USATF / Day Two: Focus On Speed
University of Oregon
June 24th, 2022
Frank Shorter, gold and silver Olympic medalist in the marathon, has long been attributed to the saying, “You can’t run away from speed.” It was the Yalie’s way of saying that on the track or in the field or even on the roads you cannot escape the need for speed, the need to be able to accelerate your pace, to step on the gas, to meet the challenge of your competitors. Here in Eugene, those in Hayward Field had the opportunity in Day Two of the USATF Outdoor Track & Field Championships to witness in action four tremendous athletes who clearly live by that credo and can really dish out the speed.
Sydney McLaughlin competes in the Day Two semi-final round of the 400-meter hurdles. Still, only in her early 20’s, McLaughlin is already one of the most decorated and respected athletes in track & field. As the reigning Olympic gold medalist and world record holder in the 400-meter hurdles (51.46), she is coached by Bobby Kersee who has helped many athletes to enhance their performances under his savvy tutelage.
It is evident that the former University of Kentucky star knows the importance of speed. She periodically competes in the open 400 meters – one lap, but without the hurdles. That under-distance speed work at tempos meaningfully higher than the world-class 400 hurdle pace helps Sydney hone her speed, keep her sharp, and allows her to handle more comfortably the stresses of the world-class 400-meter hurdle pace which, while still fast, is slightly less than the even faster pace of a world-class open 400 meters. McLaughlin’s 400-meter PR is 50.07 which she set as a teenager. As a high schooler, she ran a relay leg in 49.85 As presently a more mature, stronger athlete, McLaughlin could likely could likely run even faster now. Remember: McLaughlin has Olympic and World Championship gold medals for her participation in the USA’s recent 4x400m relay victories. McLaughlin isn’t running away from speed. She is running to it!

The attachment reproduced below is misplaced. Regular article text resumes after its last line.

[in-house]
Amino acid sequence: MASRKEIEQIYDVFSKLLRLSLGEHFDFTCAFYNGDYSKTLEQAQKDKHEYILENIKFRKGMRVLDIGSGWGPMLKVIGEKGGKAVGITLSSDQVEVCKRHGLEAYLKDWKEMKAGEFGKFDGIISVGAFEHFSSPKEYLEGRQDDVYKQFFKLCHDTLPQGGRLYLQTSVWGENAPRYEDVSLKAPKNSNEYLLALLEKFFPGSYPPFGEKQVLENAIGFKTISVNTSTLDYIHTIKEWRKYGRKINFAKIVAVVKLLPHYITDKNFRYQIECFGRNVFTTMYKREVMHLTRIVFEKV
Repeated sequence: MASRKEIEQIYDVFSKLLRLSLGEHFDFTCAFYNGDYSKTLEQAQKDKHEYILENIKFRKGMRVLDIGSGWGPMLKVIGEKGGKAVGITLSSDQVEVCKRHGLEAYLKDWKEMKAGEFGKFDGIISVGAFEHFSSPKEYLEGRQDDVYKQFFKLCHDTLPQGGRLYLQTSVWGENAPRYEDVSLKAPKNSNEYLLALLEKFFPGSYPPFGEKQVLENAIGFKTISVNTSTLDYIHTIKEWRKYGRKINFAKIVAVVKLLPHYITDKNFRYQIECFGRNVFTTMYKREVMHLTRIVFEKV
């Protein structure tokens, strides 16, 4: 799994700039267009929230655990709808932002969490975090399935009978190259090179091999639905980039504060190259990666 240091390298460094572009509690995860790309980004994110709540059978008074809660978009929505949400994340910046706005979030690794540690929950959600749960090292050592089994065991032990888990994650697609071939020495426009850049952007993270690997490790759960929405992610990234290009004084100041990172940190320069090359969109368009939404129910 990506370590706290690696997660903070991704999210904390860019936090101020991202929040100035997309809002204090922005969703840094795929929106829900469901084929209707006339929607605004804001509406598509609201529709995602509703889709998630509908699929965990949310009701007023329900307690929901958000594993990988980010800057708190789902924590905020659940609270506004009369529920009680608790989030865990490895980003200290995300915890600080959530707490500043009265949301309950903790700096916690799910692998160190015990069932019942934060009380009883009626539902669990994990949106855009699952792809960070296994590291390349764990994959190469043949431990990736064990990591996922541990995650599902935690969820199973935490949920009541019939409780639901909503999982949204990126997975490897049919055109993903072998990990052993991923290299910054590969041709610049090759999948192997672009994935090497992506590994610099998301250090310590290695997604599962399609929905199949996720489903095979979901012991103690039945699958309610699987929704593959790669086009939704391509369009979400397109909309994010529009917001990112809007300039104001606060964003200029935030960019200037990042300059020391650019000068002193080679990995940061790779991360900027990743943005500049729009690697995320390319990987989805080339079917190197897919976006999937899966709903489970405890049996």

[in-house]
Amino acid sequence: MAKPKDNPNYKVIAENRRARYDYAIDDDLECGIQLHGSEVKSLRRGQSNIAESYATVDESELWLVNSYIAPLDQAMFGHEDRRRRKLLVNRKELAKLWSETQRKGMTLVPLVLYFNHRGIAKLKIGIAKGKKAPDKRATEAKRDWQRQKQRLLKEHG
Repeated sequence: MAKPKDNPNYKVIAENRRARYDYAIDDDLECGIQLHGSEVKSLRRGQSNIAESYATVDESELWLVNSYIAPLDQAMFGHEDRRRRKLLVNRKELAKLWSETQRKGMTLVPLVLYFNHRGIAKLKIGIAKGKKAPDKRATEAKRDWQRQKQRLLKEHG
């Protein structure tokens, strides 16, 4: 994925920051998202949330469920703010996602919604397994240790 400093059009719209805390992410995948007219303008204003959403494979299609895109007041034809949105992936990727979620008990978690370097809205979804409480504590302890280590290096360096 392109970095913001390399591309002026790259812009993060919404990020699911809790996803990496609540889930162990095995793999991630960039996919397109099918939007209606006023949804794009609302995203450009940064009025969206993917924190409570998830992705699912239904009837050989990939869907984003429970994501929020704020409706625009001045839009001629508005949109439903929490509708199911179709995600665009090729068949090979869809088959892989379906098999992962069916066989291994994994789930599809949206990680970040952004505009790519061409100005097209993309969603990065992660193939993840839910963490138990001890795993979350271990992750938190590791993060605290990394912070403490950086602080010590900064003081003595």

In McLaughlin’s Day Two semi-final race, the world record holder offered a glimpse as to how ready she is for Saturday’s final. At the crack of the starter’s pistol, McLaughlin went to work, bursting out of the blocks and quickly making up the stagger on the athletes in the lanes ahead of her. Hurdling with either leg, the New Balance athlete looked invincible as she easily quickened her pace over the final 200 meters for an easy victory in 52.90. None of her competitors in either heat were within 2 seconds of her. Sydney McLaughlin is ready to do something special in Saturday’s final.
Fred Kerley, who competed on Day Two in the semi-final round and the final round of the men’s 100m, is another exceptional athlete who has made a greater commitment to speed. And it has paid off. Many scoffed at the idea that a quarter-miler like Kerley could successfully transition down in distance and compete effectively with world-class 100-meter specialists. But they were wrong.